An influential US National Academies committee that sounded an alarm five years ago about the precarious position of American leadership in science and technology has renewed its call to action.
The original Gathering Storm
report, released in 2005, urged the federal government to bolster primary education and double the federal basic research budget. It attracted congressional and public attention, helping to secure in last year's economic stimulus package billions of extra dollars for science agencies in 2009 and 2010.
In an update of the report released on 23 September, the committee revisits the issue of US competitiveness and concludes that despite some progress and 'occasional bright spots', the situation is worsening.
The nation's outlook has 'deteriorated' over the past five years, in spite of government and private sector efforts to address the problem, the committee finds. It notes that the growth of the national debt over this period, from $8 trillion to $13 trillion (£5 trillion to £8 trillion), has made it much harder to address this problem.
At the same time, the report cautions that other countries are showing significant progress, making it more difficult for the US to compete for new factories, research laboratories, and jobs.
As proof that the US' competitive capacity is slipping, the committee notes that 51 per cent of US patents were awarded to foreign companies in 2009, and that China has overtaken the US as the top high-technology exporter and now ranks second in publication of biomedical research articles.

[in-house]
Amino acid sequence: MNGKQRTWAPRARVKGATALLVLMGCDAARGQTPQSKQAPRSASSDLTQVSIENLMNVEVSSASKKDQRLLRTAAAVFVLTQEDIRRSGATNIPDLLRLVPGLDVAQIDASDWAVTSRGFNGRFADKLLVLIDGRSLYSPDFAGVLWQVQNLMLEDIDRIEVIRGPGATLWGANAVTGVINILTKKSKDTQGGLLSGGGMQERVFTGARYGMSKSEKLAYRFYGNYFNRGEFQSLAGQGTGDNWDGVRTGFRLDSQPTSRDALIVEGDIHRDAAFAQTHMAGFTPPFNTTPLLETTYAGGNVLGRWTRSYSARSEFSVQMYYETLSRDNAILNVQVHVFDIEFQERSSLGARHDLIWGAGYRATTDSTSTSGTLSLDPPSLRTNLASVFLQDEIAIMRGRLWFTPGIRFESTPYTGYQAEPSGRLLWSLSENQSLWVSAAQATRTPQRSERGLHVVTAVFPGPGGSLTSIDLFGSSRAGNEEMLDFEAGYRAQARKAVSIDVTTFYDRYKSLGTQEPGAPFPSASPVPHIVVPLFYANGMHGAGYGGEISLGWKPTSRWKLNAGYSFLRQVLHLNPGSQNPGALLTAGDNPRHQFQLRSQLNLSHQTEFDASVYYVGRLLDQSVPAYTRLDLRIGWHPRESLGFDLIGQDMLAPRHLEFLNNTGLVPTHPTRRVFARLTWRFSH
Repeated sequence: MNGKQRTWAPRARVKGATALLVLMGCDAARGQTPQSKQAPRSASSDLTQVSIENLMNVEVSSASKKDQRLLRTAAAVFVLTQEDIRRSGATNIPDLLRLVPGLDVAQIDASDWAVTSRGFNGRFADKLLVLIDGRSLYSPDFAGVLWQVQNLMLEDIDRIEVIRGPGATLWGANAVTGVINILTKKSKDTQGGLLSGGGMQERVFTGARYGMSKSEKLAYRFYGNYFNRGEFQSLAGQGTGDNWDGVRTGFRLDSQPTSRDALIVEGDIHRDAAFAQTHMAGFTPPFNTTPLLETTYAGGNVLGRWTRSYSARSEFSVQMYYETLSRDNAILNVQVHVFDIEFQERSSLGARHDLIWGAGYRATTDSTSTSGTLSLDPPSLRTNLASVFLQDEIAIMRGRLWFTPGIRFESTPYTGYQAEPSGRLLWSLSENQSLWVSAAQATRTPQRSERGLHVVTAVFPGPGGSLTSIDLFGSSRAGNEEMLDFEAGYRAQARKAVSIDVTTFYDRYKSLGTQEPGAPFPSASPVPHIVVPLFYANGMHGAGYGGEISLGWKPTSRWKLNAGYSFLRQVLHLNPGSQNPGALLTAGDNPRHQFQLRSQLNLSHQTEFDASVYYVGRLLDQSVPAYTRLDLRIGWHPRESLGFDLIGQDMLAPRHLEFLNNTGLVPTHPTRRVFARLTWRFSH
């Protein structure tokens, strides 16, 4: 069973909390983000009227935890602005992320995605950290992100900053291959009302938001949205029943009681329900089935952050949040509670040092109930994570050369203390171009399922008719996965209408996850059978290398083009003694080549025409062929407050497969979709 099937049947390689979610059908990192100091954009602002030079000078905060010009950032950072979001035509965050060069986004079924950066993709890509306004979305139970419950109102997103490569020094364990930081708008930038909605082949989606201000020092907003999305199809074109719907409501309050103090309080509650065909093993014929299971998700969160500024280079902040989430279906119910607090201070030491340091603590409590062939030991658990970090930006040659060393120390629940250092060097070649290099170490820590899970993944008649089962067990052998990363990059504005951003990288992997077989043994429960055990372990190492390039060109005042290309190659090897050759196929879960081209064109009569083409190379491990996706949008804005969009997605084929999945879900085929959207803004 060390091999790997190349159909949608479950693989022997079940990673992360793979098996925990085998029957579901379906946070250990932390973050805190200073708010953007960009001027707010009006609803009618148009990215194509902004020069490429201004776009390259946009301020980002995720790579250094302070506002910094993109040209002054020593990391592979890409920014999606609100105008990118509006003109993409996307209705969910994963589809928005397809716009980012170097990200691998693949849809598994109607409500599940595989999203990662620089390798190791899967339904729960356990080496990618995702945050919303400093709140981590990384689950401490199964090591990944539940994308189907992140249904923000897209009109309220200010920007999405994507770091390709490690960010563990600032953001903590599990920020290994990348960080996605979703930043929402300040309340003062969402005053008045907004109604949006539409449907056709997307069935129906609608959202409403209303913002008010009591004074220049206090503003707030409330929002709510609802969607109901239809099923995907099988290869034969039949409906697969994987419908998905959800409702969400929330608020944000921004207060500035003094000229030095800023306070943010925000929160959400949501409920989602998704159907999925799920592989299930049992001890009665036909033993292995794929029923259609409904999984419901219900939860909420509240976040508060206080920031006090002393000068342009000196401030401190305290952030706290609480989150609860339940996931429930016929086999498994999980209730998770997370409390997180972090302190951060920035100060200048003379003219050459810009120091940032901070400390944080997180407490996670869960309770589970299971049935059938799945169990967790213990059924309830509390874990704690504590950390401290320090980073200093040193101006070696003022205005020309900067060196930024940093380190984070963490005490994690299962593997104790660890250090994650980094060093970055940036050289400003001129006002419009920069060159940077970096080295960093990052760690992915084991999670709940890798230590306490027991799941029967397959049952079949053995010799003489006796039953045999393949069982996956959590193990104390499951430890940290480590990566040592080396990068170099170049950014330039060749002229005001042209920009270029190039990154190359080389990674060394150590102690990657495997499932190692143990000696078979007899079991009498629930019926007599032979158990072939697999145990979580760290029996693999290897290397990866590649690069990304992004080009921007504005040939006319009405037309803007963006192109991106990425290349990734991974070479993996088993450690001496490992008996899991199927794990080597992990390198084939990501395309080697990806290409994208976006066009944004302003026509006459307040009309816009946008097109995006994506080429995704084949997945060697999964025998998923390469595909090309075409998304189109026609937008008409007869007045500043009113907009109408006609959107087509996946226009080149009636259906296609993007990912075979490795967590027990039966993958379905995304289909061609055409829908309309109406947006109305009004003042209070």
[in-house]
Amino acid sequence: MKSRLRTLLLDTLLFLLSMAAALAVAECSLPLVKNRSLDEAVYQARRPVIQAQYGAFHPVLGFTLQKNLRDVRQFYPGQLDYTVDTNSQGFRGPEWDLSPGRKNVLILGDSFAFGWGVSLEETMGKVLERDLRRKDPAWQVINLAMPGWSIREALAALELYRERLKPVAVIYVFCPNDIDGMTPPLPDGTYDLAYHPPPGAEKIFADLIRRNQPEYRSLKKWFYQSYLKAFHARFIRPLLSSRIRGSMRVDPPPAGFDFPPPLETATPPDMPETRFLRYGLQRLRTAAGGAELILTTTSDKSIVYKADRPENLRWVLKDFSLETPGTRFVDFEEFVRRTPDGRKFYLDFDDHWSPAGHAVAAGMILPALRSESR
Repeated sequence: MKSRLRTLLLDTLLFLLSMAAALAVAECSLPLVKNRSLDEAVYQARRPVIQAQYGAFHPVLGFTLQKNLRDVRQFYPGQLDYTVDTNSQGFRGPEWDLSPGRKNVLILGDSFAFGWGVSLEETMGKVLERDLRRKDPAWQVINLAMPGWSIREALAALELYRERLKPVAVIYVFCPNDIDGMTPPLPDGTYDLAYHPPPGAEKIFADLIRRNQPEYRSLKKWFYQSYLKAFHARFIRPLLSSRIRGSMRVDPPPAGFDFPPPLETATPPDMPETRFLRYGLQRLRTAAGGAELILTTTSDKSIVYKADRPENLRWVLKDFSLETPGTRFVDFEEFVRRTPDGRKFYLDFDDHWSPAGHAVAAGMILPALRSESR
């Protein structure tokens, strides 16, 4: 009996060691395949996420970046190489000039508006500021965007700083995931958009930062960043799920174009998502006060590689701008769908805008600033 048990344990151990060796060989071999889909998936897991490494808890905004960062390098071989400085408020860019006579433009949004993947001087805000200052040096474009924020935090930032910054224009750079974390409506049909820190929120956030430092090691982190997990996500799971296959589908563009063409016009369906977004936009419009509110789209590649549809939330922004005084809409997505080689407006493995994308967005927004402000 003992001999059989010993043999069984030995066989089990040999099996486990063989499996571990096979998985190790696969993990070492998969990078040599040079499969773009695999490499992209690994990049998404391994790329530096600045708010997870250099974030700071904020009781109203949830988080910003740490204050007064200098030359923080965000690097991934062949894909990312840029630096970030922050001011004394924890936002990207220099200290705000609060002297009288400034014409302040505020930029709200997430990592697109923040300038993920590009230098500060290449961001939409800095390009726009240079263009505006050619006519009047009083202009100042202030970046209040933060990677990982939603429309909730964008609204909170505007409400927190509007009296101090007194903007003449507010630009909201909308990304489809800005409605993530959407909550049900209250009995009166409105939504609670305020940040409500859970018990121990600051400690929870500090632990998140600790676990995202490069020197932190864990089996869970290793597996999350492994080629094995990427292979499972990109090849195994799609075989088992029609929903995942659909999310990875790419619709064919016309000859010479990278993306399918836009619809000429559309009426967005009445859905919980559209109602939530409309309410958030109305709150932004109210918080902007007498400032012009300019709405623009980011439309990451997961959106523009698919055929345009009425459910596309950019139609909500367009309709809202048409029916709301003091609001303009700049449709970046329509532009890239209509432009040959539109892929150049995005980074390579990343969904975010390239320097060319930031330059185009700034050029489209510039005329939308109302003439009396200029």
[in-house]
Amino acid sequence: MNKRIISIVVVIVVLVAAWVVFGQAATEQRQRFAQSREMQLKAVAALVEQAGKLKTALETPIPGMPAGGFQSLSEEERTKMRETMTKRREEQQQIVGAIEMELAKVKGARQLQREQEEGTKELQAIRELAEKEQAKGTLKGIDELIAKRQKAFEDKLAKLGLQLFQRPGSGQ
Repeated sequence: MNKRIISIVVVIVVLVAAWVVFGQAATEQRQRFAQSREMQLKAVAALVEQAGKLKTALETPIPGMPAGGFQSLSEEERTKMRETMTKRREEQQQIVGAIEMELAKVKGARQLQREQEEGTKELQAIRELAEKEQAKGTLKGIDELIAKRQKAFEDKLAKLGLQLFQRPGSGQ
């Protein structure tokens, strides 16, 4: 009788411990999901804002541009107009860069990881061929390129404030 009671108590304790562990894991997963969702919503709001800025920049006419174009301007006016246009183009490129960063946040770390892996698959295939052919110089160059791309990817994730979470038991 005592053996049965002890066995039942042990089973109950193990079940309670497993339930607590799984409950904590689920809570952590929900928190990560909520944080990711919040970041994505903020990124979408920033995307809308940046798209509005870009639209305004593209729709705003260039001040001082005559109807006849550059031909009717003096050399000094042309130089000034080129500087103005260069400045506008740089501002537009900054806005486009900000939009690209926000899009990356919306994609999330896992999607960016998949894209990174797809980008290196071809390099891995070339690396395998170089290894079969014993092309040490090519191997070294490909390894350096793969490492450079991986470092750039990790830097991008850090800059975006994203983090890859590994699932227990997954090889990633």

The report's authors highlight the need to institutionalise oversight and funding to implement the original Gathering Storm recommendations, and they urge Congress to reauthorise the America Competes Act, which put physical science agencies on a 10-year budget-doubling trajectory.
The American Chemical Society (ACS) agrees with the overall conclusions of the National Academies panel. ACS spokesman Glenn Ruskin calls the last five years 'a mixed bag' in terms of the US response to the competitiveness challenge.
The nation has increased investments and focus on scientific research and education, but Ruskin says these challenges need to be addressed in 'a more long-term oriented way, rather than through sudden bursts of positive energy,' like the one-time funds provided through the economic stimulus package.
The issue appears to be on the Obama administration's radar. On 21 September, Vice President Joe Biden met with the presidents of six leading US universities to discuss the scientific advances made possible by the stimulus package.
Biden said the federal government funds 60 per cent of all basic research in the country, but noted that federal research and development spending has dropped steadily since 2004. 'We can't afford to lag behind the rest of world,' Biden said. He highlighted that the US ranks only eighth in the world in R&D investments as percentage of gross domestic product - behind countries like South Korea and Japan.
Rebecca Trager, US correspondent for Research Europe